As the world’s largest conference on the health, rights, and well-being of girls and women, the 2019 Women Deliver in Vancouver brought together more than 8,000 people from over 160 countries. There were conversations on everything from intersectional representation to climate change to women’s rights. What was top of mind for me?

As we reflect on the week, here are five of my top takeaways:

  1. The world’s young people are sick of political talk. They want action. 1400+ participants at Women Deliver were young people. Women Deliver’s Young Leader Natasha Mwansa’s remarks at the opening plenary (starts at 1:28:33) sums up their energy and fierceness.

There’s a sense of anger and impatience. They demand an intersectional approach to feminism. They don’t want just the gender box checked; they want and deserve it all – freedom from sexism, freedom from racism, and freedom from all forms of discrimination. They are thinking about the climate crisis, as much as they are thinking about identity. They find borders arbitrary, and they are not going to wait for world leaders to share their power. They’ve seized the online world for this very reason.  

 

  1. Words matter. A major topic of debate at Women Deliver was the need to move away from language on “empowering women and girls” and focus instead on the power we already have as equal members of humanity.

During a heated discussion during the conference’s opening panel, Dr. Alaa Murabit, a UN High-Level Commissioner on Health Employment and Economic Growth and one of 17 SDG Advocates appointed by the UN Secretary-General, refuted a statement by the President of Ghana that women needed to be empowered, telling him: “Women have power, we just need allies to help amplify us.” Her statement echoed a point she made during an interview before the opening plenary in which she (rightly) balked at our question about why empowering women and girls matters. “It’s 2019,” she told me. “How are we still asking this question?”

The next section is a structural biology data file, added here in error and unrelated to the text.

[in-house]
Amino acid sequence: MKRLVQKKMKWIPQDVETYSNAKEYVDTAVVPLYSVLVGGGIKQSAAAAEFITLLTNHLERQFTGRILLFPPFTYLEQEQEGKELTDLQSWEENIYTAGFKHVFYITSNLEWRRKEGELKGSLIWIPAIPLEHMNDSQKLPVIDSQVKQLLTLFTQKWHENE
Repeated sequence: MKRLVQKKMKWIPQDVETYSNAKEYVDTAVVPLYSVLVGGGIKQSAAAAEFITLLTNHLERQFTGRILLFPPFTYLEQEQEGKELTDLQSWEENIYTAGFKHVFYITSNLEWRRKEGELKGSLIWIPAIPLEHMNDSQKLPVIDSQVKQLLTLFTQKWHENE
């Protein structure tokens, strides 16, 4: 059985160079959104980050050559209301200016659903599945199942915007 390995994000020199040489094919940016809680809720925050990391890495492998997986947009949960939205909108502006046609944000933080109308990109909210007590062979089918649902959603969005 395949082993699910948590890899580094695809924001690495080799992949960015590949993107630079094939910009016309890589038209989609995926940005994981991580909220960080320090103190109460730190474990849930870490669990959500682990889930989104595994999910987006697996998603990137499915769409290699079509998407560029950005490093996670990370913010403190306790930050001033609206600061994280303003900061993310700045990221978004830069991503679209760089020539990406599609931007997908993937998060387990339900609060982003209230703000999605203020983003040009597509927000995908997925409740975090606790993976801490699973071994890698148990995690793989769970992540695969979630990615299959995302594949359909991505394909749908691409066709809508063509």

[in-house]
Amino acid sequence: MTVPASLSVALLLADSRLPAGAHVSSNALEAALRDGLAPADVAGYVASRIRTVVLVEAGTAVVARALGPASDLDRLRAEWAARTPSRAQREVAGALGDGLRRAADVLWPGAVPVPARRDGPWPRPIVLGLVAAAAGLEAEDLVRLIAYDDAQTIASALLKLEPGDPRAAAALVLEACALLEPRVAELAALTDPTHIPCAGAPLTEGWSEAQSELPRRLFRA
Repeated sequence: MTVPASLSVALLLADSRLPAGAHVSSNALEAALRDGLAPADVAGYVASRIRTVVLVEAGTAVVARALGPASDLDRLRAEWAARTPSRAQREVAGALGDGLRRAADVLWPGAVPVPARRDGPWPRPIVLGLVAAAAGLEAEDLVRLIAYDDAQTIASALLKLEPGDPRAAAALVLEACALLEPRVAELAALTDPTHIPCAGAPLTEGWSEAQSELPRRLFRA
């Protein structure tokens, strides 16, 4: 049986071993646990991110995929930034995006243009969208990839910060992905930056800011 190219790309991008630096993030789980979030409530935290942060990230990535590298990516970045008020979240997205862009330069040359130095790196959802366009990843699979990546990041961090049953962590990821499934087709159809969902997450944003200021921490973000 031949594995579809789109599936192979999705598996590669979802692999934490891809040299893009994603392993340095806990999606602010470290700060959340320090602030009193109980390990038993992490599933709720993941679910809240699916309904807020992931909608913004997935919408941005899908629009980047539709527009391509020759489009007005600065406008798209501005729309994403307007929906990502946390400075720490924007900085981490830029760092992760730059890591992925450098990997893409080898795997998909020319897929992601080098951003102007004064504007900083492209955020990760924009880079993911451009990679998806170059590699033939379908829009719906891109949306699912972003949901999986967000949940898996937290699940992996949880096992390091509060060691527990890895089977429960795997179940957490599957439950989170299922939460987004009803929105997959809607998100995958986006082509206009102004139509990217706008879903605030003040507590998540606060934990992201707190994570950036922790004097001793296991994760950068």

1. Data collection for women and girls is incomplete. Momentous life events, such as birth, marriage, death, and divorce are, unfortunately, not registered for many women, dramatically impacting her future.  

If women and girls do not exist under the eyes of the law in a country, there’s no way for a government to plan or fund for women and girls’ issues properly – or for an individual to access important services such as health care and education. As Esther Nasikye poignantly said at a Data2x event: “Birth certificates are the first line of defense against child marriage.” Without them, girls are trafficked across borders without a mechanism for accountability. We need better data evidence for women and girls to strengthen our advocacy and fuel concrete action.

  1. An individual’s journey to power begins with their sexual health and reproductive rights. As the Executive Director of the UN Population Fund (UNFPA) Dr. Natalia Kanem put it: “Reproductive health and rights are the foundation for a life of choice.”

If an individual does not have agency over her physical body, who is to say that anything else along an individual’s curve of decision-making in life is seen by society as important. It’s more than the contentious topic of access to birth control; it’s a family’s choice to the number, timing, and spacing of children; it’s a mother’s access to safe maternal health care before, during, and after giving birth; it’s comprehensive sex education so individuals can make fully informed decisions before engaging in sexual intercourse. Full sexual health and reproductive rights protect an individual’s autonomy, sexual consent, and freedom to expression.

 

  1.  And finally, how can we make change happen? Enable more women to be at the table.There’s nothing more powerful than women coming together to support one another. Equal representation in all sectors matters. If there’s a policy being developed for an individual or community and that voice is not at the table in the negotiation process, the policy will not sustain.

Just as powerful as the conversations were the advocates we met. We ended our time at Women Deliver highly caffeinated but, more importantly, inspired by all of the gender equality activists, or, as we like to call them, (s)heroes.

To learn more about the UN Foundation’s work on girls and women’s rights, visit our website: https://unfoundation.org/what-we-do/issues/girls-and-women/